Geopolitics — from Zia to Musharraf

Published: January 24, 2020
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The writer is a geopolitical analyst. She also writes at globaltab.net and tweets @AneelaShahzad

General Zia’s plane crashed in 1988. This was the year when the Russian forces had already started withdrawal from Afghanistan. The Iran-Iraq war had just ended with the revolution strengthened in Iran. Saddam boasted of winning the war, but to his torment, the US immediately turned against Iraq, waging what is called the Gulf War of 1991 and starting the era of painful Iraqi sanctions.

Following the defeat in Afghanistan, the USSR broke apart in 1991, and in the same year, Narsimha Rao of India broke off from Communism and embraced the Capitalist camp, extending India’s possible presence in Afghanistan. The US, poised with a sense of victory for its backing of the Afghan Mujahideen, was ready to extend its empire in Afghanistan, right in the heart of Asia.

With this global backdrop, it is notable that foreign intervention by use of proxy has not been a new phenomenon for Pakistan. Right from its birth, movements like Sindhudesh and Pashtunistan have been getting support from outside sources, especially India.

In PM Bhutto’s time, an operation was conducted on the Iraqi Embassy, wherein stockpiles of ammunitions and firearms were recovered. This was the time when after the 1971 war, seeing Pakistan as fragile, the USSR collaborated with Iraq for an independent Balochistan that would comprise some parts of Iran and Pakistan, but in turn destabilised both countries. Bhutto used this event as a precedence to crush the National Awami Party and other separatists by arresting their leaders — and for the same reasons Pakistan had remained quietly pro-Iran in the Iran-Iraq War.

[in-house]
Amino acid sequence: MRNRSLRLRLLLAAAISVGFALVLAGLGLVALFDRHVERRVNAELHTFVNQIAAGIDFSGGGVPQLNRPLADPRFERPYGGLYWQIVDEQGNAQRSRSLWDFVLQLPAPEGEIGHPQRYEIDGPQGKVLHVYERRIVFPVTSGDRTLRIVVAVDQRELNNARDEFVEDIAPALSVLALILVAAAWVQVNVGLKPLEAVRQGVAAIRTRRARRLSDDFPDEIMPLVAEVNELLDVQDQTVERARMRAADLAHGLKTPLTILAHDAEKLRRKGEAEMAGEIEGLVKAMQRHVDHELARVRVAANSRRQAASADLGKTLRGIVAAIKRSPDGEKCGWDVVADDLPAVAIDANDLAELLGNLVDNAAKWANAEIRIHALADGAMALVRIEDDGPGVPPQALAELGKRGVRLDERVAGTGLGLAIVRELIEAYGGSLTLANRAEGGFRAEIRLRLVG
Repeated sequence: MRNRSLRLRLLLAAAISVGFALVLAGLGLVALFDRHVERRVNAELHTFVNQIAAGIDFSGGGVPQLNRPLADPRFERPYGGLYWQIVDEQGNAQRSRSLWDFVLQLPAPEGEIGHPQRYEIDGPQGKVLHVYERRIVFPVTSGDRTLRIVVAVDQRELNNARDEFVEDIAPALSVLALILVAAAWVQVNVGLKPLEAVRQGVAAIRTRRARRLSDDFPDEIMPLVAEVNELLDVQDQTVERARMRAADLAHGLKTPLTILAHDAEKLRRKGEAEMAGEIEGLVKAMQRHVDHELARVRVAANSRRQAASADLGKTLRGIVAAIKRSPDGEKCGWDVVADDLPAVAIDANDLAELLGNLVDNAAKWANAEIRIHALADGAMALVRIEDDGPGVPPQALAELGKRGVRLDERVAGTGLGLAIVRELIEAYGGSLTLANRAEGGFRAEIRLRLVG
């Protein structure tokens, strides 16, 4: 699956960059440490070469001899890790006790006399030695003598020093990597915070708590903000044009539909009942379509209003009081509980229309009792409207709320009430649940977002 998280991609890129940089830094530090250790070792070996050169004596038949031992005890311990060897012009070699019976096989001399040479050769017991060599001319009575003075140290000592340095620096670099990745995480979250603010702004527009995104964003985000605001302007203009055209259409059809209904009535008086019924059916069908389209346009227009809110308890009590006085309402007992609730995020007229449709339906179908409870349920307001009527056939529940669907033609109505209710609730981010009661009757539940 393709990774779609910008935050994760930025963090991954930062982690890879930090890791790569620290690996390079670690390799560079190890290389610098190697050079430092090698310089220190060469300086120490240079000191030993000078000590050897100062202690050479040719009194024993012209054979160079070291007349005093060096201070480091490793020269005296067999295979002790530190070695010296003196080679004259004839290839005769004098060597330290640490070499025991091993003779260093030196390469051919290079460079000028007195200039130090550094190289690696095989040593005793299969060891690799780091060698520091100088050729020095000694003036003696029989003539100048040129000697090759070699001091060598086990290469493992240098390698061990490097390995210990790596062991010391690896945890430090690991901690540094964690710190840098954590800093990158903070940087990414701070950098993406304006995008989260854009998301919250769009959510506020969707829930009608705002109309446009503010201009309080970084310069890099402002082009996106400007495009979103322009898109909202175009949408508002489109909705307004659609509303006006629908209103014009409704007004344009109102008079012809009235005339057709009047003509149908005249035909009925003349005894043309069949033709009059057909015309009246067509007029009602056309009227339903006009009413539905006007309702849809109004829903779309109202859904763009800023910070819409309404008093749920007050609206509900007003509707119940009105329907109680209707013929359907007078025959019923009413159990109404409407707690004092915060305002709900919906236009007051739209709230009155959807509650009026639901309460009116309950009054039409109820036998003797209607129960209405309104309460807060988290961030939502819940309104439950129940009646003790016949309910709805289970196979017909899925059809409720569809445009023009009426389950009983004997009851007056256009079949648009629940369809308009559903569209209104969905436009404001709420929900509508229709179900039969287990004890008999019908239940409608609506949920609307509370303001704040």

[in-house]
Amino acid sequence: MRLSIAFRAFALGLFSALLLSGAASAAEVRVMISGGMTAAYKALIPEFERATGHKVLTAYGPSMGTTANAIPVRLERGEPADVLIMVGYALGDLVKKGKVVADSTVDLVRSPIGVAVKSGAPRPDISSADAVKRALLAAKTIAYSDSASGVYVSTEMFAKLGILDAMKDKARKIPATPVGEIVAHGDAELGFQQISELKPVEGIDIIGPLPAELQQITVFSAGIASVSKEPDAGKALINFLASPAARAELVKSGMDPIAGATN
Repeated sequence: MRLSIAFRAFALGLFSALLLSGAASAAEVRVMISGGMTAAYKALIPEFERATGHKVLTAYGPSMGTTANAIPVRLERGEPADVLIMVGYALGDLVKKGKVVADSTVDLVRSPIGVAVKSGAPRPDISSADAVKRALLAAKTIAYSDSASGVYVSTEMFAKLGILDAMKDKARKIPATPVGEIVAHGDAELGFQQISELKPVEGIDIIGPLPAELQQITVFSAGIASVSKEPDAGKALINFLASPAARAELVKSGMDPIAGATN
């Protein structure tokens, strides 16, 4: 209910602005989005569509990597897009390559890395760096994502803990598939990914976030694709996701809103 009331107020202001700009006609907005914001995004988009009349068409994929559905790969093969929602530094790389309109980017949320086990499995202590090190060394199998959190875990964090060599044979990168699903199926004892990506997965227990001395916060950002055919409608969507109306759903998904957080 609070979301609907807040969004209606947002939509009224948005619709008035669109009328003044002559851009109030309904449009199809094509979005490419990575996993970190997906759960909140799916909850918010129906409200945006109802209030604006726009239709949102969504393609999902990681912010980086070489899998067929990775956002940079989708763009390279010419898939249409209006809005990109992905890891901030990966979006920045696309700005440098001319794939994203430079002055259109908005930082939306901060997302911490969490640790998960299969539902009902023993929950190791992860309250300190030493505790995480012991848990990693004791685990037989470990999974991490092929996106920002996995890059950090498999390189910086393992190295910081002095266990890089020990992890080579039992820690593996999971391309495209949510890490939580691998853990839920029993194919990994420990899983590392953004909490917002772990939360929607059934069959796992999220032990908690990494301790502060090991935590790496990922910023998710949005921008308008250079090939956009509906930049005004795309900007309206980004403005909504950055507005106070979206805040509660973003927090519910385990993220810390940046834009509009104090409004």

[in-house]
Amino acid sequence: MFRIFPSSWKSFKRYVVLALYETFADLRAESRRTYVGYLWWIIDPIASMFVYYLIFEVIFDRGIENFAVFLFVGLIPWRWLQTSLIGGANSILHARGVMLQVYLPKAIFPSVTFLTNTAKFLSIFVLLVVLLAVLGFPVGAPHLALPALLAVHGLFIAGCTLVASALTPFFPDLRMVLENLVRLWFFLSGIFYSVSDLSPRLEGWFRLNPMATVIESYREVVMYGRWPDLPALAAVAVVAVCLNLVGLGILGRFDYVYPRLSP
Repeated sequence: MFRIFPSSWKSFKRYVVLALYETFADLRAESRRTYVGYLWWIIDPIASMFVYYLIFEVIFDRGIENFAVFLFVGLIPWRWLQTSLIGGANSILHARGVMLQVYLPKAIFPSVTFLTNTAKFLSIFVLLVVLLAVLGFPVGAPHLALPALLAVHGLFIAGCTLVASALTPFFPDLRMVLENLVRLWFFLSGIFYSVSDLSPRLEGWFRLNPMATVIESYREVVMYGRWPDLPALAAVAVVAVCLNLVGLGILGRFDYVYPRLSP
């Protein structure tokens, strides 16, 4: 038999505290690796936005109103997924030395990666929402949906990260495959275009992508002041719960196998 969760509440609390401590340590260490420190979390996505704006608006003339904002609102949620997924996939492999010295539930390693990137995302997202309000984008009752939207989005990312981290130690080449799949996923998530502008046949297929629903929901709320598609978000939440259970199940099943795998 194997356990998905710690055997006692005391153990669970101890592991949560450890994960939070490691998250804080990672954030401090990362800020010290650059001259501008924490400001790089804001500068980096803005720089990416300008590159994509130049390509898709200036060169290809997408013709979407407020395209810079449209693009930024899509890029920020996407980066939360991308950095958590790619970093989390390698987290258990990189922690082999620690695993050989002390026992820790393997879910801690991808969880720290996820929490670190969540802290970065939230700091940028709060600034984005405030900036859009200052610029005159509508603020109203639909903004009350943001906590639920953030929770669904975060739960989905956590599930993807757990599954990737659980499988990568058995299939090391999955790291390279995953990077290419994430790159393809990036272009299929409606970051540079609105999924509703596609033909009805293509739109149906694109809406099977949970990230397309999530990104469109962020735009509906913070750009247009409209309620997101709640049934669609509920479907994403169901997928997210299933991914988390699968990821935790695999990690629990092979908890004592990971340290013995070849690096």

Also, since the pro-soviet Daoud’s regime, the USSR and India were using Afghanistan as a launching pad for terrorist activities inside K-P and Balochistan. To counter this, Bhutto invited Gulbadin Hekmatyar and Burhanuddin Rabbani to Peshawar to lay the founding of the Afghan Jihad against pro-soviet Kabul.

After Bhutto, Gen Zia proceeded with strengthening the Afghan Jihad. With Russia’s invasion of Afghanistan in 1979, Zia accepted $4.2 billion in US aid after initially declining Carter’s $400 million offer, calling it peanuts — that too after internationalising the issue in the OIC and the UN. The US also agreed to sell F-16s to Pakistan and Zia made it clear that the CIA will have no approach to the Mujahideen, who would remain under ISI supervision alone. The Russians withdrew in 1989, leaving Najibullah in their place and the Jihad went on till 1992, when eventually the Peshawar Accord charted the ‘Islamic State of Afghanistan’, only to start an era of infighting between the various Mujahideen factions.

The Mujahideen factions were now contesting for Kabul — Hekmatyar, whom Pakistan has largely supported, proved to be a rogue who wanted complete power; Rabbani and the cherished Ahmad Shah Masood showed an inclination towards Iran and ex-communist general Dostum; inside Kabul an Iranian proxy, Hezb-i Wahdat, was in battle with a Saudi proxy, Ittihad-i Islami. Complete chaos in Kabul between 1992 and 1996 and an anti-Pakistan atmosphere compelled Pakistani strategists to help create a fresh group of pro-Pakistan Mujahideen. This was done by supporting the newly emerging Taliban (not to be mistaken with the TTP) — under the supervision of ex-general Naseerullah Babar, Special Adviser to PM Benazir Bhutto.